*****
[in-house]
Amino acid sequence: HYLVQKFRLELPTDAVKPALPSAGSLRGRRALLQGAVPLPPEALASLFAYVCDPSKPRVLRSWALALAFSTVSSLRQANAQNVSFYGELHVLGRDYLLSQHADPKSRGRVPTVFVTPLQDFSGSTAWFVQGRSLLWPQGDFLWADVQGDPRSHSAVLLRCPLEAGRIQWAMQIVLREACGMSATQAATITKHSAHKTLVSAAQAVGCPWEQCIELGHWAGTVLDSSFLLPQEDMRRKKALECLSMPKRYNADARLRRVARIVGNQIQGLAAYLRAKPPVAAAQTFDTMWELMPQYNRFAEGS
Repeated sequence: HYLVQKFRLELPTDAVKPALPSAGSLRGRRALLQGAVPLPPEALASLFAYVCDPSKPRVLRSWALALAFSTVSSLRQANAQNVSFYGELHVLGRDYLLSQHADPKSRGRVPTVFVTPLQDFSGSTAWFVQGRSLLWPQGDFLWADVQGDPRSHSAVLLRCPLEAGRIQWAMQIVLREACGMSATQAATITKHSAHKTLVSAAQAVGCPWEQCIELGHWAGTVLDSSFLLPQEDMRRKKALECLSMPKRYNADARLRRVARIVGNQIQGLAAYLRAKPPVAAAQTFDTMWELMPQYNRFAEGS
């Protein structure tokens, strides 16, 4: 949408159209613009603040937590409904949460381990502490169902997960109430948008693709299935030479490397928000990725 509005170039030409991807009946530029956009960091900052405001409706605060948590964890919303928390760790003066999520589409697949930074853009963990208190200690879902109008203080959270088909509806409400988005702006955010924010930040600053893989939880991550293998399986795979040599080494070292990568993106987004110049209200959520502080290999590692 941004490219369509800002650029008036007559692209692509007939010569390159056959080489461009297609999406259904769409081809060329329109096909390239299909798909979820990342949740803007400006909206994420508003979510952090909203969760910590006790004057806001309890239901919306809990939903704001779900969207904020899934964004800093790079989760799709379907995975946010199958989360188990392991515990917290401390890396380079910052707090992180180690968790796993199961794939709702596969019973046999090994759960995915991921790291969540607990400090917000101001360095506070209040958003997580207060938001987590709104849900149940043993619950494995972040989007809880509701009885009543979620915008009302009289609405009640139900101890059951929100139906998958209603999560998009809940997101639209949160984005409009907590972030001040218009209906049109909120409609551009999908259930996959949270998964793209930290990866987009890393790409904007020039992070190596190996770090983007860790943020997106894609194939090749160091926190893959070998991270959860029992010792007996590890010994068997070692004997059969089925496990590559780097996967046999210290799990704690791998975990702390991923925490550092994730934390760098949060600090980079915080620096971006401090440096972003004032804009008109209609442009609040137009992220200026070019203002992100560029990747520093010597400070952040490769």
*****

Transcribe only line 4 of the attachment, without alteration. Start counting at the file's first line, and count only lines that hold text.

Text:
């Protein structure tokens, strides 16, 4: 949408159209613009603040937590409904949460381990502490169902997960109430948008693709299935030479490397928000990725 509005170039030409991807009946530029956009960091900052405001409706605060948590964890919303928390760790003066999520589409697949930074853009963990208190200690879902109008203080959270088909509806409400988005702006955010924010930040600053893989939880991550293998399986795979040599080494070292990568993106987004110049209200959520502080290999590692 941004490219369509800002650029008036007559692209692509007939010569390159056959080489461009297609999406259904769409081809060329329109096909390239299909798909979820990342949740803007400006909206994420508003979510952090909203969760910590006790004057806001309890239901919306809990939903704001779900969207904020899934964004800093790079989760799709379907995975946010199958989360188990392991515990917290401390890396380079910052707090992180180690968790796993199961794939709702596969019973046999090994759960995915991921790291969540607990400090917000101001360095506070209040958003997580207060938001987590709104849900149940043993619950494995972040989007809880509701009885009543979620915008009302009289609405009640139900101890059951929100139906998958209603999560998009809940997101639209949160984005409009907590972030001040218009209906049109909120409609551009999908259930996959949270998964793209930290990866987009890393790409904007020039992070190596190996770090983007860790943020997106894609194939090749160091926190893959070998991270959860029992010792007996590890010994068997070692004997059969089925496990590559780097996967046999210290799990704690791998975990702390991923925490550092994730934390760098949060600090980079915080620096971006401090440096972003004032804009008109209609442009609040137009992220200026070019203002992100560029990747520093010597400070952040490769």